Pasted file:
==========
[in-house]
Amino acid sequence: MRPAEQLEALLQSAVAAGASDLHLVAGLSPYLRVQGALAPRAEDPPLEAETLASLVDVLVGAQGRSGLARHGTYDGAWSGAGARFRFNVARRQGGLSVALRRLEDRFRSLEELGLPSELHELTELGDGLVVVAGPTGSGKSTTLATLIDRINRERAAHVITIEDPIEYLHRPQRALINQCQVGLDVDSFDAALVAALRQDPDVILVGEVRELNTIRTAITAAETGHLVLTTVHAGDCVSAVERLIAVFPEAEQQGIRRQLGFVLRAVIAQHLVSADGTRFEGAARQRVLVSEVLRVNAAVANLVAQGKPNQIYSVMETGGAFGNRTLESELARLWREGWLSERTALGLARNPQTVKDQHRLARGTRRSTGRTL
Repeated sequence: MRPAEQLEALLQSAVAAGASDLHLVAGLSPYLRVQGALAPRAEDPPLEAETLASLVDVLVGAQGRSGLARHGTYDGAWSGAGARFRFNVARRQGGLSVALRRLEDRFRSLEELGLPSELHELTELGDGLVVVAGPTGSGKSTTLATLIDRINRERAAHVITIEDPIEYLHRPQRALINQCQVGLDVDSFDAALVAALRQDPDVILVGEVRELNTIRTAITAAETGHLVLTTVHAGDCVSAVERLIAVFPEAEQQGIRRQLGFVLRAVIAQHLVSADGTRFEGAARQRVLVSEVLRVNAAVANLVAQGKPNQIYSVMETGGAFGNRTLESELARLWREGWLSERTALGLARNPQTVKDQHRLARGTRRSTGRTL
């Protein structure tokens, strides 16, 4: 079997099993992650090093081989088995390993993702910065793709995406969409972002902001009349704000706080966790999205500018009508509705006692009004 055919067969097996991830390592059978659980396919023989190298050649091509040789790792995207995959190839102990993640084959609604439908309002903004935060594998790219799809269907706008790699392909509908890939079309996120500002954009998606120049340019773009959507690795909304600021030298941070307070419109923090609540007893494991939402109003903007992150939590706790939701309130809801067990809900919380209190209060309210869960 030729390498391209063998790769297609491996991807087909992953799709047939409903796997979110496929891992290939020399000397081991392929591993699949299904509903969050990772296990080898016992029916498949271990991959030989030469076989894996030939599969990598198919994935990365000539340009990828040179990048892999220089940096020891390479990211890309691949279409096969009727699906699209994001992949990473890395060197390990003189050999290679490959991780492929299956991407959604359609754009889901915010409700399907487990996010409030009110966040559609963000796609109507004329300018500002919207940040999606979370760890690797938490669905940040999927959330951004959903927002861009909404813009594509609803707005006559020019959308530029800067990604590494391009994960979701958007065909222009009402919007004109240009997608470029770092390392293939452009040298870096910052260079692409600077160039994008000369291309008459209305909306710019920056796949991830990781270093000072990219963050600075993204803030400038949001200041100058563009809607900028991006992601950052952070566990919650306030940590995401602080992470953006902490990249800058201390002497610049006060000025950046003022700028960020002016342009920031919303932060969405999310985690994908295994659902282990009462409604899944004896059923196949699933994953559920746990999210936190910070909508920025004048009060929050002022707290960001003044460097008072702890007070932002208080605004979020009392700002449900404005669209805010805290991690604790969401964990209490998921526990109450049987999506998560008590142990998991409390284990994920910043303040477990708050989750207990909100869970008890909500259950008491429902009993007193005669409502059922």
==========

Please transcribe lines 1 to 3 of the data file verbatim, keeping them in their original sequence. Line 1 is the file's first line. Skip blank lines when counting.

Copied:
[in-house]
Amino acid sequence: MRPAEQLEALLQSAVAAGASDLHLVAGLSPYLRVQGALAPRAEDPPLEAETLASLVDVLVGAQGRSGLARHGTYDGAWSGAGARFRFNVARRQGGLSVALRRLEDRFRSLEELGLPSELHELTELGDGLVVVAGPTGSGKSTTLATLIDRINRERAAHVITIEDPIEYLHRPQRALINQCQVGLDVDSFDAALVAALRQDPDVILVGEVRELNTIRTAITAAETGHLVLTTVHAGDCVSAVERLIAVFPEAEQQGIRRQLGFVLRAVIAQHLVSADGTRFEGAARQRVLVSEVLRVNAAVANLVAQGKPNQIYSVMETGGAFGNRTLESELARLWREGWLSERTALGLARNPQTVKDQHRLARGTRRSTGRTL
Repeated sequence: MRPAEQLEALLQSAVAAGASDLHLVAGLSPYLRVQGALAPRAEDPPLEAETLASLVDVLVGAQGRSGLARHGTYDGAWSGAGARFRFNVARRQGGLSVALRRLEDRFRSLEELGLPSELHELTELGDGLVVVAGPTGSGKSTTLATLIDRINRERAAHVITIEDPIEYLHRPQRALINQCQVGLDVDSFDAALVAALRQDPDVILVGEVRELNTIRTAITAAETGHLVLTTVHAGDCVSAVERLIAVFPEAEQQGIRRQLGFVLRAVIAQHLVSADGTRFEGAARQRVLVSEVLRVNAAVANLVAQGKPNQIYSVMETGGAFGNRTLESELARLWREGWLSERTALGLARNPQTVKDQHRLARGTRRSTGRTL